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American Journal of Respiratory and Critical Care Medicine ; 203(9):2, 2021.
Article in English | Web of Science | ID: covidwho-1407093
American Journal of Respiratory and Critical Care Medicine ; 203(9), 2021.
Article in English | EMBASE | ID: covidwho-1277568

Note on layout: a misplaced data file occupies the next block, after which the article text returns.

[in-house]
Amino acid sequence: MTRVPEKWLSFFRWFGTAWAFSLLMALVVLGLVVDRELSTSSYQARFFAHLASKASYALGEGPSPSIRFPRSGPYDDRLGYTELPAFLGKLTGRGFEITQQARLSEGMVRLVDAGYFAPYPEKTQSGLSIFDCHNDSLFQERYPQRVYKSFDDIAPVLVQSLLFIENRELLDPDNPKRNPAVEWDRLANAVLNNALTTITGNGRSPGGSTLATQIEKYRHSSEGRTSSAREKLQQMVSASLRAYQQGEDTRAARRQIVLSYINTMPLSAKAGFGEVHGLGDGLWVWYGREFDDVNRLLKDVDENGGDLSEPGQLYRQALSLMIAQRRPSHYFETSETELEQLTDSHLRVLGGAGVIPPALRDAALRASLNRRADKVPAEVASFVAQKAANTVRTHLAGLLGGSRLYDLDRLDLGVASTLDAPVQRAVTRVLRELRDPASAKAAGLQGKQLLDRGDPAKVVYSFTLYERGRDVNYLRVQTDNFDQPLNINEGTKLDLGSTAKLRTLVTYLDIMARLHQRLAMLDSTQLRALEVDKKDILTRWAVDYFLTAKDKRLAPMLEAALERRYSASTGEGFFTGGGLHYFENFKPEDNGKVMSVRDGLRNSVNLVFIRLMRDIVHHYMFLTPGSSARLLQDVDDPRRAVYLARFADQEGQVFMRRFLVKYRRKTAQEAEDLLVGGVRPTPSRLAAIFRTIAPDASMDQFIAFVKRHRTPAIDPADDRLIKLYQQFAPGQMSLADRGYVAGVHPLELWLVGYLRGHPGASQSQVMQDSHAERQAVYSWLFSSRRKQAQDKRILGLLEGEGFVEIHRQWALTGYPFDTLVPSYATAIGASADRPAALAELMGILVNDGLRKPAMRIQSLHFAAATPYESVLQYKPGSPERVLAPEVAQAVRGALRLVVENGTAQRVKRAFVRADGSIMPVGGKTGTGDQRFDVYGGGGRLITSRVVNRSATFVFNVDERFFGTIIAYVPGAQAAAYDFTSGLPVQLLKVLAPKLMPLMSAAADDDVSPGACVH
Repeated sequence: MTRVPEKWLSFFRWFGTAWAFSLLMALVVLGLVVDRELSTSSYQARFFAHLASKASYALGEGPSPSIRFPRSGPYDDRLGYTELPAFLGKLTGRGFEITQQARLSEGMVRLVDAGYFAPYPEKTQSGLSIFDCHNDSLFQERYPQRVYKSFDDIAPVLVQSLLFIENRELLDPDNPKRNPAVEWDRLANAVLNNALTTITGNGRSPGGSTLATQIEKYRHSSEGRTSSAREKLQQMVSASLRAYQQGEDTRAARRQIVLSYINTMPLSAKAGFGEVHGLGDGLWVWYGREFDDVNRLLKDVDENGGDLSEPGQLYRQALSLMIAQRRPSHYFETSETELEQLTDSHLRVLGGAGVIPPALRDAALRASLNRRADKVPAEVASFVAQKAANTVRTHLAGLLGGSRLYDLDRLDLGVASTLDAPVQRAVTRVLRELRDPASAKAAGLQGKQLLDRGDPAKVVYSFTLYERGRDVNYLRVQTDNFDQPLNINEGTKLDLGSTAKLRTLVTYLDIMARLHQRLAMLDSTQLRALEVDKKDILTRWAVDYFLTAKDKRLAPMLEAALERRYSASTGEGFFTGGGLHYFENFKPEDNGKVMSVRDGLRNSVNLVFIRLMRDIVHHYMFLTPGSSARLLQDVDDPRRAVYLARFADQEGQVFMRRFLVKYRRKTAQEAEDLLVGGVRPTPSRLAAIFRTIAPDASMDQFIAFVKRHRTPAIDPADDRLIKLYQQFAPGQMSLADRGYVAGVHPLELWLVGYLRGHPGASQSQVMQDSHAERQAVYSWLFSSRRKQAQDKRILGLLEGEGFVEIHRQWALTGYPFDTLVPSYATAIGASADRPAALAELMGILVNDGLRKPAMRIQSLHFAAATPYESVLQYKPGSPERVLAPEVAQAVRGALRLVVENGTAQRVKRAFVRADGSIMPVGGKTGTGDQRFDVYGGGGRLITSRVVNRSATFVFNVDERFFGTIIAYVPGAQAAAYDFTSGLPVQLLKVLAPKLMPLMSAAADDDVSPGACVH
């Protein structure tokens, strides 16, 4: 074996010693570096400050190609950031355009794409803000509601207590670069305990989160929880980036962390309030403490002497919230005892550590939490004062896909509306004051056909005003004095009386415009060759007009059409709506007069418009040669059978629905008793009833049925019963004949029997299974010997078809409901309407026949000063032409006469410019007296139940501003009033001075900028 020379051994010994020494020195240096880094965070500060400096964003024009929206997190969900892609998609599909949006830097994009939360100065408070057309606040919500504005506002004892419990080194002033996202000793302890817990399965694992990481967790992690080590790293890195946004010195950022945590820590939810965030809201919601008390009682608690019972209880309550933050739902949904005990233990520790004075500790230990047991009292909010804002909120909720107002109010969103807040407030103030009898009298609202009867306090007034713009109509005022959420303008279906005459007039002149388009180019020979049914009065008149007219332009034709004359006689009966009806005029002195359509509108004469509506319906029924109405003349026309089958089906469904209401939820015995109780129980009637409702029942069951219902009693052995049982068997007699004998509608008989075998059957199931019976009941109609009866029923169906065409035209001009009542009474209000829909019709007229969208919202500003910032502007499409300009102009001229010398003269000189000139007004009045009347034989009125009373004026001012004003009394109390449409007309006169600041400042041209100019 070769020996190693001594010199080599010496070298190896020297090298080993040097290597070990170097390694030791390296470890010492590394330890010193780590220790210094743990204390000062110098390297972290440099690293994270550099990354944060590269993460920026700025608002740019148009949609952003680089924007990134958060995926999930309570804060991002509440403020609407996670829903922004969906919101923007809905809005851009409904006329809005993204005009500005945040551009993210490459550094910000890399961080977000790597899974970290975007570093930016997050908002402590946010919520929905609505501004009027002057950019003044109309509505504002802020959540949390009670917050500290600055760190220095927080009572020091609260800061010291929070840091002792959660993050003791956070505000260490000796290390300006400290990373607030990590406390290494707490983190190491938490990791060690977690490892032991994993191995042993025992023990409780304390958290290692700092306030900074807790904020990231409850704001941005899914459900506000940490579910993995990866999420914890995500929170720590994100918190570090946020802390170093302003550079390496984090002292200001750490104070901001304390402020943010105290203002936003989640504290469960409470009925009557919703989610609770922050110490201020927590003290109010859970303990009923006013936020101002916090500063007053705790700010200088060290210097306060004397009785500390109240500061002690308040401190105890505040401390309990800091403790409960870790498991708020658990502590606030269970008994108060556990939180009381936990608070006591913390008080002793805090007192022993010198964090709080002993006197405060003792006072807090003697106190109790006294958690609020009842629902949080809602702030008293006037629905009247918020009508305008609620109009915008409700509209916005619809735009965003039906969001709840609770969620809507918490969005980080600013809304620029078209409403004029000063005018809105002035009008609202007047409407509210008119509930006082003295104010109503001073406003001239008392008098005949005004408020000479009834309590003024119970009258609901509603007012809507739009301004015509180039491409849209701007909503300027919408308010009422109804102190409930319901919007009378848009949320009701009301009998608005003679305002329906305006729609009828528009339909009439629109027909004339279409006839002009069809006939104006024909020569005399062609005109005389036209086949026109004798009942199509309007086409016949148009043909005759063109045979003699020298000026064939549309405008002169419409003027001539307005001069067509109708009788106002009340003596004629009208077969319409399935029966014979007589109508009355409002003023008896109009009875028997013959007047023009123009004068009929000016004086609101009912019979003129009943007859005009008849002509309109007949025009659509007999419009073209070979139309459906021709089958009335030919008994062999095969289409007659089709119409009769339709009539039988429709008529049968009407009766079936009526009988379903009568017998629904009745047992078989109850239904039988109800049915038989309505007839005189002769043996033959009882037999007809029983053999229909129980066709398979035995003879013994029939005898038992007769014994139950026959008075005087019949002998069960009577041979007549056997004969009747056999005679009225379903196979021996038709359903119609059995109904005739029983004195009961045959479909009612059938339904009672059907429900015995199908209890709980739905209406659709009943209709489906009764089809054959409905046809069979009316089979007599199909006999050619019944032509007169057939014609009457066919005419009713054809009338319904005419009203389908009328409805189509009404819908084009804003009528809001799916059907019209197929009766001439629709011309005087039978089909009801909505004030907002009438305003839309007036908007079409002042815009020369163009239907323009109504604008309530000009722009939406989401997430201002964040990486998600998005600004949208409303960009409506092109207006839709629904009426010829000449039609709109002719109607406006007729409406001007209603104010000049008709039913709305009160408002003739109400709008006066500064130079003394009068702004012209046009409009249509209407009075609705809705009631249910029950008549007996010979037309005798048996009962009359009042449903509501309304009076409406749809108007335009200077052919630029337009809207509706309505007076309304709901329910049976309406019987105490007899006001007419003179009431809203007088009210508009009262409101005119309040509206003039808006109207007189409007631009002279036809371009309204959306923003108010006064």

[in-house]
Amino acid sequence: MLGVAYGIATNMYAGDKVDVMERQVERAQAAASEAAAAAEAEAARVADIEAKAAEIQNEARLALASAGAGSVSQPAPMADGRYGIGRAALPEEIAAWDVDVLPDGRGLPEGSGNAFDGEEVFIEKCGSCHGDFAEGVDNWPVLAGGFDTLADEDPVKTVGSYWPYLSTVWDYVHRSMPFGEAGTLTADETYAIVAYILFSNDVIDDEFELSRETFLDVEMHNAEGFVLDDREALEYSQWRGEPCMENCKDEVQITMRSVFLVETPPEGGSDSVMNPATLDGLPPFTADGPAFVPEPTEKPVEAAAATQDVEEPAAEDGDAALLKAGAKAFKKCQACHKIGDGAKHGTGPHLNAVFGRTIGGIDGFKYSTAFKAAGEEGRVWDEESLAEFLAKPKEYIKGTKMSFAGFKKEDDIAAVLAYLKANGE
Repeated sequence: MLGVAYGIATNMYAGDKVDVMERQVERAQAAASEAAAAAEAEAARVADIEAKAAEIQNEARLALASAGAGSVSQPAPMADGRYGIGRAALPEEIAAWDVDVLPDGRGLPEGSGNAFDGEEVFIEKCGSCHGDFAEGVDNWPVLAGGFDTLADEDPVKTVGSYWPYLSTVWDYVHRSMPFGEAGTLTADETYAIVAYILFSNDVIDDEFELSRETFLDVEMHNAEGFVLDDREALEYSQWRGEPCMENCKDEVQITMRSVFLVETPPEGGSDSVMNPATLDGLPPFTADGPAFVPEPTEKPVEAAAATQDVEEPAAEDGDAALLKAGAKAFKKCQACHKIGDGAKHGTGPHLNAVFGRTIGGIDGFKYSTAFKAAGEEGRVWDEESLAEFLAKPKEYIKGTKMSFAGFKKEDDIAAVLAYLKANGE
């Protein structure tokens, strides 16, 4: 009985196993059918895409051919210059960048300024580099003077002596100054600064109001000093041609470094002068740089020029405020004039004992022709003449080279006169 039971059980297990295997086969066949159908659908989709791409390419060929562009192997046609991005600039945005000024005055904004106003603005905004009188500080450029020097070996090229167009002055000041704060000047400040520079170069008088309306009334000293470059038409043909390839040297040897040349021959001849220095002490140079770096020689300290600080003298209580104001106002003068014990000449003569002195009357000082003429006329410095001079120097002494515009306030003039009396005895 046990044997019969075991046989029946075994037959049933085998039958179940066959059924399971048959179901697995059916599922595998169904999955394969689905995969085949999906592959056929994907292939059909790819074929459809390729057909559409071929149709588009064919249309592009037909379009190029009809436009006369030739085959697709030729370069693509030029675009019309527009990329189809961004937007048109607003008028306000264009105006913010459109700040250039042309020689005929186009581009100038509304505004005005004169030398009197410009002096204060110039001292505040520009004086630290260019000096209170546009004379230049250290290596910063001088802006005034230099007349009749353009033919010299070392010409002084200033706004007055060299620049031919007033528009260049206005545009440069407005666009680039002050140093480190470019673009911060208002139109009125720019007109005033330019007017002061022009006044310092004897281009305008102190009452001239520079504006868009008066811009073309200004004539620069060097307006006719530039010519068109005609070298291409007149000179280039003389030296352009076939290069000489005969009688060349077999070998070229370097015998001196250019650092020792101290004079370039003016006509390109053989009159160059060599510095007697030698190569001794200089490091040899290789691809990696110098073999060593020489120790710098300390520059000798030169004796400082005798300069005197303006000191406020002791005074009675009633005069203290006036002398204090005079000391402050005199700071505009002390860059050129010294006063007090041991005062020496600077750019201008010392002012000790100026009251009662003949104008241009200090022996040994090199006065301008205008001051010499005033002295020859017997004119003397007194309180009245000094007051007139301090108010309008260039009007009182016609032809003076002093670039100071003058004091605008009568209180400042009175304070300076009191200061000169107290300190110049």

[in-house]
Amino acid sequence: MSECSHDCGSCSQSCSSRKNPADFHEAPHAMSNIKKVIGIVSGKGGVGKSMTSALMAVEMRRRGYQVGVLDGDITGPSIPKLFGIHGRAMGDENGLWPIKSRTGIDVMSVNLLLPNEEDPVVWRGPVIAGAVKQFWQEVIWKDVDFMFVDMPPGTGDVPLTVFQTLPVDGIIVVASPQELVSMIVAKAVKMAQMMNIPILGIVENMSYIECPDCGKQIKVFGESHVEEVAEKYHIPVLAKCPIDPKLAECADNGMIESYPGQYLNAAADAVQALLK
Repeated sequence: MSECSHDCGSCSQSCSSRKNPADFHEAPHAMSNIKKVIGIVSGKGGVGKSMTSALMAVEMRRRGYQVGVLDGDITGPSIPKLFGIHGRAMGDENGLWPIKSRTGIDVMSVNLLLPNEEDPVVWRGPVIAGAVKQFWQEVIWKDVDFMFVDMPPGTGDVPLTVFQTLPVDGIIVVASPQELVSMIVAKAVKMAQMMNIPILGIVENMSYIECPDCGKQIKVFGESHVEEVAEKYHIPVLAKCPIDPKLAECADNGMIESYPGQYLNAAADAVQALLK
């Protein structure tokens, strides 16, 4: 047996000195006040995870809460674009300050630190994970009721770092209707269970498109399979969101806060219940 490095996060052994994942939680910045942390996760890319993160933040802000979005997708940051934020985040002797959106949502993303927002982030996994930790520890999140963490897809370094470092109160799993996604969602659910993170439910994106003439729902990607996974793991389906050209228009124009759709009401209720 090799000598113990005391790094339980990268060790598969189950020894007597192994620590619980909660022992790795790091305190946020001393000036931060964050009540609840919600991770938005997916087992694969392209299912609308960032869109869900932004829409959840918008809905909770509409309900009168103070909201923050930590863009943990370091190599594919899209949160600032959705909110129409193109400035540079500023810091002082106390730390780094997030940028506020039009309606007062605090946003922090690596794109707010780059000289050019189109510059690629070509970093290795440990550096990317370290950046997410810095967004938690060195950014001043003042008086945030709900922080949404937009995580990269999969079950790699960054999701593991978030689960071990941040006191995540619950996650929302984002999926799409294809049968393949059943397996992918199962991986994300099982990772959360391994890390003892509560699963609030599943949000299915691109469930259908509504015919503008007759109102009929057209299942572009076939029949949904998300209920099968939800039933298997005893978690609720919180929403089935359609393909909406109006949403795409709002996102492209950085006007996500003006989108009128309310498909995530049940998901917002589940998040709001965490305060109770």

RATIONALE: The genes that influence the pathophysiology of COVID-19 have yet to be identified. Association analysis has found genetic loci for COVID-191. We used integrative genomics (IG) to combine gene expression and proteomic information with COVID-19 susceptibility loci in order to identify candidate genes for this disease. METHODS: For these analyses we used the COVID-19 Host Genetics Initiative genome-wide association (GWA) meta-analysis version 4 (COVID-19 positive versus COVID-19 negative), the Lung eQTL study2 (n=1,038), eQTLGen3 study (n=31,784) and the INTERVAL4 study (n=3,301). We conducted two IG methods (Bayesian Colocalization [coloc] and Summary Based Mendelian Randomization) to link gene and protein expression in lung and blood tissues with COVID-19 susceptibility loci. We identified the most consistently colocalized gene and conducted a Mendelian Randomization (MR) to assess the causal association of its protein ('exposure') with COVID-19 susceptibility ('outcomes'). Significant MR was set as P<0.05. RESULTS: The expression of 6 genes in lung and 12 in blood colocalized with COVID-19 susceptibility loci. SMR results demonstrated that the expression levels of 6 genes in lung tissue and 5 in blood were associated with COVID-19. Out of the candidate genes identified, two (ABO and SLC6A20) were within previously identified loci (Figure 1). Based on the SMR we found that the expression of SLC6A20 in lung was associated with a higher risk of COVID-19. Novel discovered associations included ERMP1, FCER1G, and CA11, genes which have been previously linked with respiratory diseases (i.e.: asthma) and host immune responses (i.e.: neutrophil and eosinophil counts). COVID-19 susceptibility also colocalized with plasma protein levels of ABO. Based on MR, ABO demonstrated a significant causal association (P = 2.10 × 10-5) with the risk of COVID-19 with increased levels of this protein in plasma associated with an increased risk of COVID-19. The top variant in the MR test (rs505922) was in complete linkage disequilibrium with the variant responsible for the blood O genotype, conferring reduced risk. CONCLUSIONS: This multi-omics approach led to the discovery of novel genes associated with COVID-19. We found that the ABO protein is a causal risk factor for COVID-19, with blood group O being protective against COVID-19. REFERENCES: 1. Ellinghaus, D. et al. N. Engl. J. Med. (2020). 2. Hao, K. et al. PLoS Genet. (2012). 3. Ṽsa, U. et al. bioRxiv. (2018). 4. Sun, B. B. et al. Nature. (2018) .